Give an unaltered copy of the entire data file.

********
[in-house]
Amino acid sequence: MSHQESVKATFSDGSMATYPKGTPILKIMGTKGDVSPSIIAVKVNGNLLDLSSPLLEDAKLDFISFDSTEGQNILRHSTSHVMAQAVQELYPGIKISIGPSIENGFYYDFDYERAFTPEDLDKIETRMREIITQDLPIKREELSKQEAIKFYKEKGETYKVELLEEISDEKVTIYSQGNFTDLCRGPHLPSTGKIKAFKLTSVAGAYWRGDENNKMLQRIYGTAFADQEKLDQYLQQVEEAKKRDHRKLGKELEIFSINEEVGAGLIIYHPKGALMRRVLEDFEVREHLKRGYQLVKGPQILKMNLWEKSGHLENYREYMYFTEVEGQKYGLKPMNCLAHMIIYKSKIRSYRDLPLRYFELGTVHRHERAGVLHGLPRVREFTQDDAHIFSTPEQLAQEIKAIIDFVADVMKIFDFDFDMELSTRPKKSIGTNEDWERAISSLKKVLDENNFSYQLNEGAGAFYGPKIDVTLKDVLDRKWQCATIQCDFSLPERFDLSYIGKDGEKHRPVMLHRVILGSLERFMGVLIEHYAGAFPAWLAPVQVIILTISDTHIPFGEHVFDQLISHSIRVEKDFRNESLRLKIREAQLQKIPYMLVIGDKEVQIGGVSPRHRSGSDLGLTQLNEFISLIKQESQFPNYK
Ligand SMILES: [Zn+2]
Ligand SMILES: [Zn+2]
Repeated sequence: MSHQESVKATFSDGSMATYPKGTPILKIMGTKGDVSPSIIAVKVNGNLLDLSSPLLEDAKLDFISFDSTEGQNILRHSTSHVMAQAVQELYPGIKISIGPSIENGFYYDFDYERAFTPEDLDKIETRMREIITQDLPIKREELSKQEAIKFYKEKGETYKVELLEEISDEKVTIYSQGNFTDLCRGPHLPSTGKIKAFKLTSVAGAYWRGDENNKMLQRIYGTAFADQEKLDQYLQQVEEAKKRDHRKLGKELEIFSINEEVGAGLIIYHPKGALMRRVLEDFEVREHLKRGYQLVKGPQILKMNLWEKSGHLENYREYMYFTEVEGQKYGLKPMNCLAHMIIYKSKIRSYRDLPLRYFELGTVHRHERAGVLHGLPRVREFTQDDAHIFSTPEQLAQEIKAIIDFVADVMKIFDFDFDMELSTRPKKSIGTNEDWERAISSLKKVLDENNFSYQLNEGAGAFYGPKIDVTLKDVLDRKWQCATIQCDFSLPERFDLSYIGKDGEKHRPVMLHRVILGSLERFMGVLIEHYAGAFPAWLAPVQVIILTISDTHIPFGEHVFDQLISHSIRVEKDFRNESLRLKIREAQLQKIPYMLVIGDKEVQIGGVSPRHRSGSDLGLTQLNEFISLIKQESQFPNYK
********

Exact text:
[in-house]
Amino acid sequence: MSHQESVKATFSDGSMATYPKGTPILKIMGTKGDVSPSIIAVKVNGNLLDLSSPLLEDAKLDFISFDSTEGQNILRHSTSHVMAQAVQELYPGIKISIGPSIENGFYYDFDYERAFTPEDLDKIETRMREIITQDLPIKREELSKQEAIKFYKEKGETYKVELLEEISDEKVTIYSQGNFTDLCRGPHLPSTGKIKAFKLTSVAGAYWRGDENNKMLQRIYGTAFADQEKLDQYLQQVEEAKKRDHRKLGKELEIFSINEEVGAGLIIYHPKGALMRRVLEDFEVREHLKRGYQLVKGPQILKMNLWEKSGHLENYREYMYFTEVEGQKYGLKPMNCLAHMIIYKSKIRSYRDLPLRYFELGTVHRHERAGVLHGLPRVREFTQDDAHIFSTPEQLAQEIKAIIDFVADVMKIFDFDFDMELSTRPKKSIGTNEDWERAISSLKKVLDENNFSYQLNEGAGAFYGPKIDVTLKDVLDRKWQCATIQCDFSLPERFDLSYIGKDGEKHRPVMLHRVILGSLERFMGVLIEHYAGAFPAWLAPVQVIILTISDTHIPFGEHVFDQLISHSIRVEKDFRNESLRLKIREAQLQKIPYMLVIGDKEVQIGGVSPRHRSGSDLGLTQLNEFISLIKQESQFPNYK
Ligand SMILES: [Zn+2]
Ligand SMILES: [Zn+2]
Repeated sequence: MSHQESVKATFSDGSMATYPKGTPILKIMGTKGDVSPSIIAVKVNGNLLDLSSPLLEDAKLDFISFDSTEGQNILRHSTSHVMAQAVQELYPGIKISIGPSIENGFYYDFDYERAFTPEDLDKIETRMREIITQDLPIKREELSKQEAIKFYKEKGETYKVELLEEISDEKVTIYSQGNFTDLCRGPHLPSTGKIKAFKLTSVAGAYWRGDENNKMLQRIYGTAFADQEKLDQYLQQVEEAKKRDHRKLGKELEIFSINEEVGAGLIIYHPKGALMRRVLEDFEVREHLKRGYQLVKGPQILKMNLWEKSGHLENYREYMYFTEVEGQKYGLKPMNCLAHMIIYKSKIRSYRDLPLRYFELGTVHRHERAGVLHGLPRVREFTQDDAHIFSTPEQLAQEIKAIIDFVADVMKIFDFDFDMELSTRPKKSIGTNEDWERAISSLKKVLDENNFSYQLNEGAGAFYGPKIDVTLKDVLDRKWQCATIQCDFSLPERFDLSYIGKDGEKHRPVMLHRVILGSLERFMGVLIEHYAGAFPAWLAPVQVIILTISDTHIPFGEHVFDQLISHSIRVEKDFRNESLRLKIREAQLQKIPYMLVIGDKEVQIGGVSPRHRSGSDLGLTQLNEFISLIKQESQFPNYK